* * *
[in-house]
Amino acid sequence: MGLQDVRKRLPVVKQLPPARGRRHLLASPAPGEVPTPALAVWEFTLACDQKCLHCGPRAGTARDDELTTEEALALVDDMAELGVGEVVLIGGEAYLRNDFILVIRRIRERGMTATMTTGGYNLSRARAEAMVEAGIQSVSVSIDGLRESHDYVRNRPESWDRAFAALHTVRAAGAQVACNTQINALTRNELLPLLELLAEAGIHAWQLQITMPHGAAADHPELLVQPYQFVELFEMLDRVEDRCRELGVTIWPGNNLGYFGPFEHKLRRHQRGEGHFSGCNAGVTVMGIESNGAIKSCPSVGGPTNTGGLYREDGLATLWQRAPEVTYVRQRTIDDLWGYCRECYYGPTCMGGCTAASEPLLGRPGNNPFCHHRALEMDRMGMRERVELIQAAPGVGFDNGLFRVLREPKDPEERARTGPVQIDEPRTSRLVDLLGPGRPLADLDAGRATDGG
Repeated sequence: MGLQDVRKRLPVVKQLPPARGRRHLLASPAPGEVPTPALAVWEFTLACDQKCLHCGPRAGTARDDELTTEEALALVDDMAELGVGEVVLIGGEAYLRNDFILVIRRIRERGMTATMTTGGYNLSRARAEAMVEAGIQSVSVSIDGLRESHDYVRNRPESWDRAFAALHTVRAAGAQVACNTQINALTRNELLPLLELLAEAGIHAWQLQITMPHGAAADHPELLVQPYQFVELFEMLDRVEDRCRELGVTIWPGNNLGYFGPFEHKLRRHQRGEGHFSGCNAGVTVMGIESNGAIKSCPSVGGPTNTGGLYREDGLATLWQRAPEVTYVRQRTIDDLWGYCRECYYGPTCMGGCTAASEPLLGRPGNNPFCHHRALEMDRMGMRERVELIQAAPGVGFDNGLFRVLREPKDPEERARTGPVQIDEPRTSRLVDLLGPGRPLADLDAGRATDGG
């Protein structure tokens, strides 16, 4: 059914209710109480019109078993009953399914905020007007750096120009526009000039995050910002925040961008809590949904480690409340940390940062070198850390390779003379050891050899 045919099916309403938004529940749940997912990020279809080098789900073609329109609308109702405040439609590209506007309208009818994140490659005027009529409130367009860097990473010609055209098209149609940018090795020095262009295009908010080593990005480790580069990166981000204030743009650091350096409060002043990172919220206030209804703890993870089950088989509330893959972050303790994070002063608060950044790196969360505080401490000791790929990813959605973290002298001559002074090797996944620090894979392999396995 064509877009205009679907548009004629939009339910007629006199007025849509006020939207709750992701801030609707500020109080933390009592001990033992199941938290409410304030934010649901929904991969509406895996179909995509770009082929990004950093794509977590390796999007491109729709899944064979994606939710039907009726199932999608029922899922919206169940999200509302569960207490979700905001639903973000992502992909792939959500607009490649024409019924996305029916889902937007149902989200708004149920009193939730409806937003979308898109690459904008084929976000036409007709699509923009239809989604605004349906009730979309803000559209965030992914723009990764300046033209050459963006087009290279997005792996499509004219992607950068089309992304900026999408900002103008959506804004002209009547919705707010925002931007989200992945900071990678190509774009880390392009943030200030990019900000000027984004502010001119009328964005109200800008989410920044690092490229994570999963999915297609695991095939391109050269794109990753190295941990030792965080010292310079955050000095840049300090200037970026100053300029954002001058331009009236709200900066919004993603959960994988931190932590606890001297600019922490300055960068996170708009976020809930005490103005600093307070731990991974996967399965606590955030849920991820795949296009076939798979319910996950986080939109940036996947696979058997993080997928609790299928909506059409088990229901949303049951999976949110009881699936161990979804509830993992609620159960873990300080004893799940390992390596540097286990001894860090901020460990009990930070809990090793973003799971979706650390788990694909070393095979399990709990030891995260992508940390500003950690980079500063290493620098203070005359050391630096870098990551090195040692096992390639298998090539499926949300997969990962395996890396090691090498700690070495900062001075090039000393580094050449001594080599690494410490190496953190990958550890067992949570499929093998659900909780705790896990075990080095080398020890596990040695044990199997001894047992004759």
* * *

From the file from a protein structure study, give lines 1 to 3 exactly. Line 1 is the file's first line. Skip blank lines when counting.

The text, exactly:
[in-house]
Amino acid sequence: MGLQDVRKRLPVVKQLPPARGRRHLLASPAPGEVPTPALAVWEFTLACDQKCLHCGPRAGTARDDELTTEEALALVDDMAELGVGEVVLIGGEAYLRNDFILVIRRIRERGMTATMTTGGYNLSRARAEAMVEAGIQSVSVSIDGLRESHDYVRNRPESWDRAFAALHTVRAAGAQVACNTQINALTRNELLPLLELLAEAGIHAWQLQITMPHGAAADHPELLVQPYQFVELFEMLDRVEDRCRELGVTIWPGNNLGYFGPFEHKLRRHQRGEGHFSGCNAGVTVMGIESNGAIKSCPSVGGPTNTGGLYREDGLATLWQRAPEVTYVRQRTIDDLWGYCRECYYGPTCMGGCTAASEPLLGRPGNNPFCHHRALEMDRMGMRERVELIQAAPGVGFDNGLFRVLREPKDPEERARTGPVQIDEPRTSRLVDLLGPGRPLADLDAGRATDGG
Repeated sequence: MGLQDVRKRLPVVKQLPPARGRRHLLASPAPGEVPTPALAVWEFTLACDQKCLHCGPRAGTARDDELTTEEALALVDDMAELGVGEVVLIGGEAYLRNDFILVIRRIRERGMTATMTTGGYNLSRARAEAMVEAGIQSVSVSIDGLRESHDYVRNRPESWDRAFAALHTVRAAGAQVACNTQINALTRNELLPLLELLAEAGIHAWQLQITMPHGAAADHPELLVQPYQFVELFEMLDRVEDRCRELGVTIWPGNNLGYFGPFEHKLRRHQRGEGHFSGCNAGVTVMGIESNGAIKSCPSVGGPTNTGGLYREDGLATLWQRAPEVTYVRQRTIDDLWGYCRECYYGPTCMGGCTAASEPLLGRPGNNPFCHHRALEMDRMGMRERVELIQAAPGVGFDNGLFRVLREPKDPEERARTGPVQIDEPRTSRLVDLLGPGRPLADLDAGRATDGG